THE Common Market for Eastern and Southern Africa (Comesa) region has been challenged to transform raw hides into finished goods and boost the leather industry whose potential value is worth over US$800 million annually.
BY OUR CORRESPONDENT
Comesa secretary-general, Sindiso Ngwenya told delegates at the launch of the Zimbabwe Leather Value Chain Strategy in Bulawayo last week that countries in the Comesa region were losing millions of dollars in potential revenue by exporting raw leather materials.
“The overall market potential of Comesa leather can grow from an estimated value of raw material of US$378 million to an estimated value of US$875 million for fully finished leathers, which represents a value addition of roughly US$500 million or about 150% of the value of raw materials,” Ngwenya said.
“If all the raw hides and skins are transformed into finished goods like footwear, garments and other leather goods, the industry would balloon to US$2,5 billion from the present value of US$450 million,” Ngwenya said.
He said the Comesa region was important to Africa and the world in terms of the size of livestock herds and production of hides and skins.
“However, Comesa’s contribution to global trade in these products is very weak and was estimated at 0,3% in 2012. This is mainly attributed to the concentration in production and trade of non-value-added commodities, such as hides and skins,” Ngwenya said.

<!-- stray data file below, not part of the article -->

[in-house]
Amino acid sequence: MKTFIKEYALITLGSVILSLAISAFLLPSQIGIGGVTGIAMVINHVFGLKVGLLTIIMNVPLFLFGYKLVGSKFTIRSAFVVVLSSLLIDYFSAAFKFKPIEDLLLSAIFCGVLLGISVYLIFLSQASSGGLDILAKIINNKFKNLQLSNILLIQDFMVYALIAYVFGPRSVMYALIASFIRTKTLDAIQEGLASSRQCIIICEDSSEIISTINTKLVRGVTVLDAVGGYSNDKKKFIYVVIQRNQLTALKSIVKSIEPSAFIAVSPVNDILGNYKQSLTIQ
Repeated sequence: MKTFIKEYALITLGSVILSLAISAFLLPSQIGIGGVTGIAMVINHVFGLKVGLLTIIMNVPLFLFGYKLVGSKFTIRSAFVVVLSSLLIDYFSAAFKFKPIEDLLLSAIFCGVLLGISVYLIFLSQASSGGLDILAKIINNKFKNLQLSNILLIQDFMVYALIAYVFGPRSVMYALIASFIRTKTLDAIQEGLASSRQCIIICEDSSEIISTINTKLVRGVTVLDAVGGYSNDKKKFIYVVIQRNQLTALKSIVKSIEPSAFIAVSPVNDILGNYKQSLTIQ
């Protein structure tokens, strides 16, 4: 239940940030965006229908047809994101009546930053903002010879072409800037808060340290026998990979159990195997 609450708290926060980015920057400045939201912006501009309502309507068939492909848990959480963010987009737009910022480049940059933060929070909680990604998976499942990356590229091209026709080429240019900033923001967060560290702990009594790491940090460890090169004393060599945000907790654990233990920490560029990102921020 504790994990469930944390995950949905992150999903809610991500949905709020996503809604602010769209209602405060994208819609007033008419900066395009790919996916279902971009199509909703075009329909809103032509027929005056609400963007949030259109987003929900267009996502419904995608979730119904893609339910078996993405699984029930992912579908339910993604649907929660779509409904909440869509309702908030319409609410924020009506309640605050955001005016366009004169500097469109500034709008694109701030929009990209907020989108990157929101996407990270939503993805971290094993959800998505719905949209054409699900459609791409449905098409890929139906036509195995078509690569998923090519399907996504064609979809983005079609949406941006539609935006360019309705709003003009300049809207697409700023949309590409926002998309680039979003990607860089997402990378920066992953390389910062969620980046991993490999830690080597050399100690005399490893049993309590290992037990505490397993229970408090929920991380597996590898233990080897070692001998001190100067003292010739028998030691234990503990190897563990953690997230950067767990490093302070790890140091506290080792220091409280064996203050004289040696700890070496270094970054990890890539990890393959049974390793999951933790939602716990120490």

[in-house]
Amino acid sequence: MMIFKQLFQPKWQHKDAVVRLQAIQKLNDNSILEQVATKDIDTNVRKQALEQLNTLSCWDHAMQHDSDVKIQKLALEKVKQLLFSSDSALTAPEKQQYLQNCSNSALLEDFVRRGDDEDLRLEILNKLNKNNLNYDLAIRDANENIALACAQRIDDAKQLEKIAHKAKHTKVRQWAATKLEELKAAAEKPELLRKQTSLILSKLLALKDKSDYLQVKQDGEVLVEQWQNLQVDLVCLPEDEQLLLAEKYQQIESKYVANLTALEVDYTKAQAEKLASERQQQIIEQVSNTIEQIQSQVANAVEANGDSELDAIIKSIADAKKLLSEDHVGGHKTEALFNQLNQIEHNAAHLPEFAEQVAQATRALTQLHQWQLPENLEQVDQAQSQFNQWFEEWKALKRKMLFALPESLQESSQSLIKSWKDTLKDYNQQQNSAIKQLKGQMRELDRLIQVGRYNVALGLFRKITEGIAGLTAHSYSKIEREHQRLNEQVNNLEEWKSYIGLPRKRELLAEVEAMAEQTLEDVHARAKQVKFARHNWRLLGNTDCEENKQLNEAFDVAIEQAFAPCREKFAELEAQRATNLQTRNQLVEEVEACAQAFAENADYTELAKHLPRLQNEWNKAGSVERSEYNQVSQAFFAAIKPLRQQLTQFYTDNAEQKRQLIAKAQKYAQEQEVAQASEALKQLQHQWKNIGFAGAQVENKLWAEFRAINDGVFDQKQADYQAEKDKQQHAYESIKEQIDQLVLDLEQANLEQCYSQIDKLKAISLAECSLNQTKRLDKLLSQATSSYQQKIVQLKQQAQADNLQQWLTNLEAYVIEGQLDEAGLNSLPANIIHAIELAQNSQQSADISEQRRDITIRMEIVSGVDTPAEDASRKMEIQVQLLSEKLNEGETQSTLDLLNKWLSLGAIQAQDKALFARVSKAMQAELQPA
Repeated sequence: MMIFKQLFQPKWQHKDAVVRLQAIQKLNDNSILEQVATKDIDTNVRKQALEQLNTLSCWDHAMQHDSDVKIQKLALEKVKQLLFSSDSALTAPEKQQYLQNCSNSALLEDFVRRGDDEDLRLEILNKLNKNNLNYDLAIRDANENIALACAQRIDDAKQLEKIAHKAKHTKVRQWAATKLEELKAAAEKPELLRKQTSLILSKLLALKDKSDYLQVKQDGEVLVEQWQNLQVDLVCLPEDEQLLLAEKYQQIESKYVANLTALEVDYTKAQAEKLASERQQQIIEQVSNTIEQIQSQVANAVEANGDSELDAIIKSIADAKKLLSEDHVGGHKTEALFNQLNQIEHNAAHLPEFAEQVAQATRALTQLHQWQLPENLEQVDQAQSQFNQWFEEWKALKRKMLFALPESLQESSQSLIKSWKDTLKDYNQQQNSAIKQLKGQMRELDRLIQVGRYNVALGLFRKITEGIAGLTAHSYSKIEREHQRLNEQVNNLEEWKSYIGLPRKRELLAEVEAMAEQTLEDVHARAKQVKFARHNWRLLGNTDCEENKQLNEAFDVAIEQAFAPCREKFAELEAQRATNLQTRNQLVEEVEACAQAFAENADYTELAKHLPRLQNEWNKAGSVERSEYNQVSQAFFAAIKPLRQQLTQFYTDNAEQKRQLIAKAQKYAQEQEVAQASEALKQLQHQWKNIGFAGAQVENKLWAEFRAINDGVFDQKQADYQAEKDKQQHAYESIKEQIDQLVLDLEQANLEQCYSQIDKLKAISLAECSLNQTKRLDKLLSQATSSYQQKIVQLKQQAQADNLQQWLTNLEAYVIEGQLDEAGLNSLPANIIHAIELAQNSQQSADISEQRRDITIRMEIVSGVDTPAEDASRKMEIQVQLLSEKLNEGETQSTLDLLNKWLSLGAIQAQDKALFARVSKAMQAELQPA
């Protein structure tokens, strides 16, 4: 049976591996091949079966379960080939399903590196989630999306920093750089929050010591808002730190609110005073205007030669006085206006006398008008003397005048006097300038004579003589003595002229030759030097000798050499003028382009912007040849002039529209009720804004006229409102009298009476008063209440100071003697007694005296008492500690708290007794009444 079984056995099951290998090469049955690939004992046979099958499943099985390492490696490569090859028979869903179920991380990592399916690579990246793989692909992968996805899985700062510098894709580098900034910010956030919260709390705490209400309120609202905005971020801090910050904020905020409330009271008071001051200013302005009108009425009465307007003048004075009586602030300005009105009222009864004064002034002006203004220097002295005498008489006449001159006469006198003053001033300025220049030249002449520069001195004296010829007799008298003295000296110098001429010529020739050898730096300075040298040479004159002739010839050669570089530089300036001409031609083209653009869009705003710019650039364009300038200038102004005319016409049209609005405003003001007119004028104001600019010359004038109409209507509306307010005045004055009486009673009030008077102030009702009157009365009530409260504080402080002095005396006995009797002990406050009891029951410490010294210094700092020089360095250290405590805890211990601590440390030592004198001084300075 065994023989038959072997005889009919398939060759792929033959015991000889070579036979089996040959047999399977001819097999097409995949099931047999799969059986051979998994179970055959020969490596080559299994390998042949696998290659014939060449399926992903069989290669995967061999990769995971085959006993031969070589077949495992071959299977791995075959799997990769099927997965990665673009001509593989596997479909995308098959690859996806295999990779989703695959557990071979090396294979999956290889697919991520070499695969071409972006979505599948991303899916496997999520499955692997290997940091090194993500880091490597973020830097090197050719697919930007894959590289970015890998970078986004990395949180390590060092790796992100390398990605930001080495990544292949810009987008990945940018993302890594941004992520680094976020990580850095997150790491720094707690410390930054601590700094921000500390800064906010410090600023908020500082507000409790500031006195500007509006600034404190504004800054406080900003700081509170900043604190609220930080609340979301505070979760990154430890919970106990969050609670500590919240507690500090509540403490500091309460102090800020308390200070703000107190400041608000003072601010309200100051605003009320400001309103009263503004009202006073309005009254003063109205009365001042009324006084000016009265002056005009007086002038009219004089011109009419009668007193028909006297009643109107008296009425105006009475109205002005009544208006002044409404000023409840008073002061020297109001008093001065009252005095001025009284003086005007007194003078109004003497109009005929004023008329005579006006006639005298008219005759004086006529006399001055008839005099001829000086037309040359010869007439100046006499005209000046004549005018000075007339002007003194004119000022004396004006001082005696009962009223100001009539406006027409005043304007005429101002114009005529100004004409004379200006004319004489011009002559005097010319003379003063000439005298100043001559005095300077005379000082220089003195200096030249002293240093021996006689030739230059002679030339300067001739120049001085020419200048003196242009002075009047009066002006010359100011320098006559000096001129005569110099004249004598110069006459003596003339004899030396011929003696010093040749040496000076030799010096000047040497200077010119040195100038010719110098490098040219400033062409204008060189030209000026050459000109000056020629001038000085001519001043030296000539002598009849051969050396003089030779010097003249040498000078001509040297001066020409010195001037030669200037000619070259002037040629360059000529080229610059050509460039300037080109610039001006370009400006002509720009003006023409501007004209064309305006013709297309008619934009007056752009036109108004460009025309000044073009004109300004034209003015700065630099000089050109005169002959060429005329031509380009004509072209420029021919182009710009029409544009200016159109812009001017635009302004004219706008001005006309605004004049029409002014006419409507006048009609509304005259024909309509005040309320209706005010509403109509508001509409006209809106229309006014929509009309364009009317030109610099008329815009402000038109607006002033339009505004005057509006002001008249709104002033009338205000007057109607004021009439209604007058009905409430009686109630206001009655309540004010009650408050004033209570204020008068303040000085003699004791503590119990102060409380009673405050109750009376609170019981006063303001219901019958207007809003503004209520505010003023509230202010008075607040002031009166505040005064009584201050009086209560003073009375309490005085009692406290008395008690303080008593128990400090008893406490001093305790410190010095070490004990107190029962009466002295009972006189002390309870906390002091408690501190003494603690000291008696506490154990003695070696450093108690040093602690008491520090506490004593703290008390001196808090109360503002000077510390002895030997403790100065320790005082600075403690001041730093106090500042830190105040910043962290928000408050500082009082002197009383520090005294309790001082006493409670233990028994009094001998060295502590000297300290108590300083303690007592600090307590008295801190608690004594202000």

He said the global value chain stands at approximately US$80 billion, which was approximately three-fold the value of the meat and meat products value chain.
He said the Comesa region’s market size of footwear was estimated at 365 million pairs of shoes per annum, based on the estimated footwear per capita of 0,85.
“Assuming all these pairs of shoes are produced in the Comesa region, approximately 365 000 shop level jobs would be created, which would trigger demand in the finished leather, soles, glues and other accessories, consequently creating more indirect jobs,” said Ngwenya.
Ngwenya said the region had a footwear demand gap of approximately 280 million, which had however been taken by imports.
“This could explain why imports have grown astronomically from US$108,2 million to US$568,1 million in the period 2000 to 2010,” he said.
“In 2010, US$568 million worth of shoes were imported into the Comesa region from the rest of the world and this translates to approximately 28,4 million to 113,6 million pairs of shoes. With an estimated shortfall of 280 million pairs, it means that the unsatisfied market gap in the region is 180 million pairs per annum,” he said.
“This is a clear indicator that SMEs have a big room to enter the market, with minimal competition from locally established firms and also from imports.”